After setting NFL record, Rodgers recalls scouts who criticized his arm

GREEN BAY, Wis. — As Aaron Rodgers recalls it, throwing deep passes wasn’t exactly something that NFL scouts were sold on about him when entering the draft in 2005.

Fast forward to Rodgers’ 10th season in the league and he holds the all-time NFL record for the most touchdown passes of 70 yards or more. Rodgers threw his 16th touchdown of that variety this past Sunday against the Chicago Bears when he connected with Jordy Nelson for a 73-yard score. That put Rodgers past Brett Favre and Peyton Manning, both of whom recorded 15 touchdown passes from that distance.

"That was actually, I believe, a knock on me coming out of college was my throws down the field, over 40 yards," Rodgers said Wednesday at his locker. "You just have to work on it and pick a spot and figure out who’s running it and give your guy a chance to catch it.

"(Former University of California) Coach (Jeff) Tedford used to talk about an on-the-screen off-the-screen ball, a throw that when you watch it on film kind of goes off the screen with some height on it and then comes down back on the screen. When you do that you give your guy a chance to catch the ball, and we’ve done a good job of making the most, the last couple weeks, of those opportunities."

Rodgers has always carried a chip on his shoulder for the negative things said about him as he made his way from high school to junior college to California to the NFL. Apparently, Rodgers was just a system quarterback who wasn’t athletic enough and panics under pressure. One scout even told Bob McGinn in 2005 that "(Rodgers) has a good chance of being a bust," while another scout stated, "I don’t like (Rodgers). He’s a clone of (Joey) Harrington and (Kyle) Boller."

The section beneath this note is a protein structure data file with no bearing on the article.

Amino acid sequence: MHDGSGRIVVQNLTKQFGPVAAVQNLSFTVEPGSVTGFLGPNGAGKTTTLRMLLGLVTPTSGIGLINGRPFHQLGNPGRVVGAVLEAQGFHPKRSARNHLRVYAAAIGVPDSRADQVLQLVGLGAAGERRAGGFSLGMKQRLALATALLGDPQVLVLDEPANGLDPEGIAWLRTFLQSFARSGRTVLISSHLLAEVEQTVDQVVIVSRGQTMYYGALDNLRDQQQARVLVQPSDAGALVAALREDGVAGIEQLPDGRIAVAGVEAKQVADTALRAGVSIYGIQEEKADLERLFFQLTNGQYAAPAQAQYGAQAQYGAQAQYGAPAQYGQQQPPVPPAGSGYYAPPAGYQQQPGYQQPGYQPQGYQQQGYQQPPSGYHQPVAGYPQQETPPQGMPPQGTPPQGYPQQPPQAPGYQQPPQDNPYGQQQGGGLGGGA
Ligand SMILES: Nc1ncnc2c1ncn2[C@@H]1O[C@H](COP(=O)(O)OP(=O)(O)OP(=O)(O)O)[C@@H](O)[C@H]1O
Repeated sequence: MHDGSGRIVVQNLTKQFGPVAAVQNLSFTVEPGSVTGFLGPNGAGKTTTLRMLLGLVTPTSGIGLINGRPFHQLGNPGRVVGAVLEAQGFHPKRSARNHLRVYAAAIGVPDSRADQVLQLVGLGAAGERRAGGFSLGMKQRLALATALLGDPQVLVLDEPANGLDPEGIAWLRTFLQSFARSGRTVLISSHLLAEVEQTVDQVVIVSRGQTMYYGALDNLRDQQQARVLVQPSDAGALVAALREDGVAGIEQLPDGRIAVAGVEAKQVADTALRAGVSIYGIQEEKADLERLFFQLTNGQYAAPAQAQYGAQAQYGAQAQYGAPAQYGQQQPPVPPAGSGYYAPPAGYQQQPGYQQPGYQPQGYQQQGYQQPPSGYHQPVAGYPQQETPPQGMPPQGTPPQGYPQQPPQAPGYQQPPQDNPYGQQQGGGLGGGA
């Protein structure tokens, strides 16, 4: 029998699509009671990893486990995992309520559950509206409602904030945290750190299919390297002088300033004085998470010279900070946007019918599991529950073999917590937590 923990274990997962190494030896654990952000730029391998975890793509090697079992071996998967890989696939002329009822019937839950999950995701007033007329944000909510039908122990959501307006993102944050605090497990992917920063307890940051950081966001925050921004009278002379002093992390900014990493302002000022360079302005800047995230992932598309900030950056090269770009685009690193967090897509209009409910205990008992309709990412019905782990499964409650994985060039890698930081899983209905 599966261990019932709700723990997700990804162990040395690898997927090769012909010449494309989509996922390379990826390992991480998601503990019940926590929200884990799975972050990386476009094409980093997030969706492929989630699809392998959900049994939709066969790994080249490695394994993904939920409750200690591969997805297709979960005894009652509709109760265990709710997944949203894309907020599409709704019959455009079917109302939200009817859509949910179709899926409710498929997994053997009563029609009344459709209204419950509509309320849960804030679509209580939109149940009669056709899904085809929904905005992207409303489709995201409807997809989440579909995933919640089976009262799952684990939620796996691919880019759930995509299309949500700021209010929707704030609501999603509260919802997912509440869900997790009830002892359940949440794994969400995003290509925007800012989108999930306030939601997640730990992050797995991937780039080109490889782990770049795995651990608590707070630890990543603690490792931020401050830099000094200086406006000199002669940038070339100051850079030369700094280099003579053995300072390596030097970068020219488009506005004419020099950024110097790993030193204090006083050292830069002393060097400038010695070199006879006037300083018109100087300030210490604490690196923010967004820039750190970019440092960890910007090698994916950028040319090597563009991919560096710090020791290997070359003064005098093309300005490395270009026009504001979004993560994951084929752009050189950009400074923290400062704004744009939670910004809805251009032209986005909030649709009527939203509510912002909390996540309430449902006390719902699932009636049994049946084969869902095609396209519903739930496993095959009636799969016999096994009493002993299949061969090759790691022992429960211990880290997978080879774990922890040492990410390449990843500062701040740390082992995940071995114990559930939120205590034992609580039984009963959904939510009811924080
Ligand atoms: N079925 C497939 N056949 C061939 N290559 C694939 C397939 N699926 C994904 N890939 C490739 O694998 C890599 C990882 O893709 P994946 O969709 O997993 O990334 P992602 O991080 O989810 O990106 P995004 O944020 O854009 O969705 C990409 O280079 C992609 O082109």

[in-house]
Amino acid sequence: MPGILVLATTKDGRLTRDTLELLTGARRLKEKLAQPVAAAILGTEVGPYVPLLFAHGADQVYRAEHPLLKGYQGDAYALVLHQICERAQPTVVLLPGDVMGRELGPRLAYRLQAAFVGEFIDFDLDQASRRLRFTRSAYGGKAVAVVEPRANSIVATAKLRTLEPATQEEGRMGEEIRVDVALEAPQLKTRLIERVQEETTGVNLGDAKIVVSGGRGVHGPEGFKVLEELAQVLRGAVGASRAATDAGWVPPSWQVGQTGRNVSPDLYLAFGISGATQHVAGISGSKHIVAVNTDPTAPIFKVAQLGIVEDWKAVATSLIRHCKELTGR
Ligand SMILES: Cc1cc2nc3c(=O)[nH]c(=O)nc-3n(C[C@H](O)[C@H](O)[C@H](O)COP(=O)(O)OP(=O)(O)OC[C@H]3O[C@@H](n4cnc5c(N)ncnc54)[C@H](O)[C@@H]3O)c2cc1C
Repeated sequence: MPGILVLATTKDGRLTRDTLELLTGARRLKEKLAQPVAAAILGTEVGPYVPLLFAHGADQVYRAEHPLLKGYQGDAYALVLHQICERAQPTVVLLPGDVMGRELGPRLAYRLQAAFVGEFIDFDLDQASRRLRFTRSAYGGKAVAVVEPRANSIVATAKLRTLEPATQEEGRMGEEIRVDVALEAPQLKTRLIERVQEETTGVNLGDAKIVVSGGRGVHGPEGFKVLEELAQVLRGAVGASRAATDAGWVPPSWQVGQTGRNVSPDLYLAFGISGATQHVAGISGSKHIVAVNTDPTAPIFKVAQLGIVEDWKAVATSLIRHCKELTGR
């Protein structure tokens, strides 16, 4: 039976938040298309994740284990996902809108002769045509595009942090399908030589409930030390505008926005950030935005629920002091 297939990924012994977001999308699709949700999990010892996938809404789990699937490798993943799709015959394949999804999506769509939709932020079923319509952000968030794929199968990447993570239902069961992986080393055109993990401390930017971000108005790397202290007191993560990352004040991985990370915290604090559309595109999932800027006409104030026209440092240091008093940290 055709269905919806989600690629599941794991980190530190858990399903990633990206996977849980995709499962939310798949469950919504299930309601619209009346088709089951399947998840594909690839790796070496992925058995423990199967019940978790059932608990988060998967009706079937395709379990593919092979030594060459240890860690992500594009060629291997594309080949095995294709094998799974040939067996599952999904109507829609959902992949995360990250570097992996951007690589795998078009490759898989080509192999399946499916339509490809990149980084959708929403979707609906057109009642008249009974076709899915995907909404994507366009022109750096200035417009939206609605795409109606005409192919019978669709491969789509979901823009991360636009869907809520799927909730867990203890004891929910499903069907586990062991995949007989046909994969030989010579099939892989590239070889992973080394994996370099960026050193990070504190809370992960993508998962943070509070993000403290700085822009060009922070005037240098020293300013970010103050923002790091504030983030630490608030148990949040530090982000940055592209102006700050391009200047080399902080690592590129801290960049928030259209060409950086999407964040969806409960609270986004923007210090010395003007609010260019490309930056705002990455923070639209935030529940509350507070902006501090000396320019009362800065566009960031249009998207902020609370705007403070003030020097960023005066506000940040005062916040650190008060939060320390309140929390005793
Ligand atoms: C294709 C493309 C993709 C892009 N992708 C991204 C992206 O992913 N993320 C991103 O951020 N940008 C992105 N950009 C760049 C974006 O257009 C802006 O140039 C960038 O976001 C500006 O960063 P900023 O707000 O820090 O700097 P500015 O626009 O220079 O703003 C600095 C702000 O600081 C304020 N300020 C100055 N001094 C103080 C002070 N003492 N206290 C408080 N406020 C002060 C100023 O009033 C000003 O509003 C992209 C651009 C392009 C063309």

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Harrington played in the league for six years, throwing more interceptions (85) than touchdowns (79). Boller had the same issue in his eight-year career with 54 interceptions to 48 touchdowns. Rodgers, meanwhile, is a former NFL Most Valuable Player with 213 touchdown passes to only 55 interceptions.

It’s on the deep passes, though, where Rodgers has now officially set himself apart from any quarterback in league history. His touchdown pass to Nelson in Week 10 wasn’t even his first one of 70 or more yards this season. Rodgers had a 70-yard touchdown pass to Randall Cobb in the Packers’ Week 8 game at New Orleans.

With Rodgers’ stated goal of playing nine more seasons, he will likely add a lot more long touchdown passes to his record. And, even if Rodgers never throws another touchdown of 70 or more yards, it’s unlikely that any scouts will be critiquing his "inability" to connect on long passes anymore.

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